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The polynomial $x^2+y^2$ has an isolated zero at the origin. And so do powers $(x^2+y^2)^n$ of this polynomial. I'm wondering if this is a special property of these real polynomials.

Here's the precise question. Suppose a real polynomial $f(x,y)$ is not divisible by $x^2+y^2$. Is it possible for $f$ to have an isolated zero at the origin?

It seems to me that such a real polynomial would necessarily be either nonnegative or nonpositive in a small neighbourhood of the origin.

More generally, I'm also interested in the case where $f(x,y)$ is real analytic.

EDIT: I'm really delighted by the really comprehensive and diverse reponses I am getting from everybody. Feels like we are in a coffee shop dicsussing mathematics!

Here is what we have gathered. Our basic example of polynomials with isolated zero at the origin is of the form $x^{2n}+y^{2m}$ for positive integers $n$ and $m$. By a linear change of coordinates, this essentially includes examples like $ax^{2n}+by^{2m}$ for positive real coefficients $a$ and $b$.

From this basic example, we can apply perturbion (thanks to Bruno!). Suppose $n\le m$, then we can perturb our basic example add any real analytic function $g(x,y)$ whose lowest degree terms are of degree strictly larger than $m$. The resulting $f+g$ also has an isolated zero.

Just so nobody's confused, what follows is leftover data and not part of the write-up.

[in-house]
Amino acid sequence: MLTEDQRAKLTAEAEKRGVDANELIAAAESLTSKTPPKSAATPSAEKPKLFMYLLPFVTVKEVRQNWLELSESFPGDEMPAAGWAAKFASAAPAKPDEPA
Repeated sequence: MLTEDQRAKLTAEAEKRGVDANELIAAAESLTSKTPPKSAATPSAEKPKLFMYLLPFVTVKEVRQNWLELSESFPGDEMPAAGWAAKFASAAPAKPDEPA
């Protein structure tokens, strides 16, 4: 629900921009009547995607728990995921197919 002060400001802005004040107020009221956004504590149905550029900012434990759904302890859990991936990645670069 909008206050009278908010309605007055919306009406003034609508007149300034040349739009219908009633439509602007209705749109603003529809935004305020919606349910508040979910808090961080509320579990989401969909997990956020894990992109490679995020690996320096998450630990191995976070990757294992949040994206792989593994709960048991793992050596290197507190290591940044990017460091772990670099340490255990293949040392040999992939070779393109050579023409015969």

Does our discussion exhaust the possibilities? Can we say that an polynomial that has an isolated zero is a perturbation of $x^{2n}+y^{2m}$, up to a change of coordinates? Thank you everyone for the lively discussion. Let's charge on!

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What about x^2 + y^4? – Todd Trimble Nov 6 '10 at 3:42
or, say, x^2+2y^2? – Fedor Petrov Nov 6 '10 at 14:55

$x^{2i}+y^{2j}$ isn't usually divisible by $x^2+y^2$.

$x^2(y^2+y+1)+y^2(x^2+x+2)$ is an example showing that odd powers can be used as well.

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The lowest degree terms of the second polynomial are $x^2+2y^2$. From this observation, we can understand your second polynomial as a perturbation of $x^2+2y^2$ following Bruno and Vivek. – Colin Tan Nov 7 '10 at 8:44

The real cubic


has an isolated point at the origin. A picture of this curve can be found here:

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There are plenty of such polynomials and/or analytic functions, it suffices to perturb $x^2+y^2$ by adding a polynomial/function $g(x,y)$ whose Taylor expansion in zero has order at least 3. For instance, take $g(x,y)$ a polynomial whose monomials have degree at least 3. As an example, $g(x,y) = x^3$. You only need to care that $g$ is not divisible by $x^2+y^2$.

Concerning you remark, any continuous real function $f$ having an isolated zero on $(0,0)$ is nonnegative or nonpositive in a small neighbourhood of $(0,0)$. Since the zero is isolated, there is a neighborhood $U$ of $(0,0)$ such that $f(U\setminus\{(0,0)\})\subset \mathbb R$ does not contain 0. Since $U\setminus \{(0,0)\}$ is connected, its image $f(U\setminus \{(0,0)\})$ also is, and is therefore an interval in $\mathbb R$. An interval that does not contain zero consists of either only positive or only negative real numbers.

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I think you mean "only positive or only negative" in the last sentence, rather than "all positive or all negative". – Charles Staats Nov 6 '10 at 16:19
Yes, thanks, I have edited as you suggested. – Bruno Martelli Nov 6 '10 at 17:47
thanks for giving a proof of my remark. – Colin Tan Nov 7 '10 at 8:34

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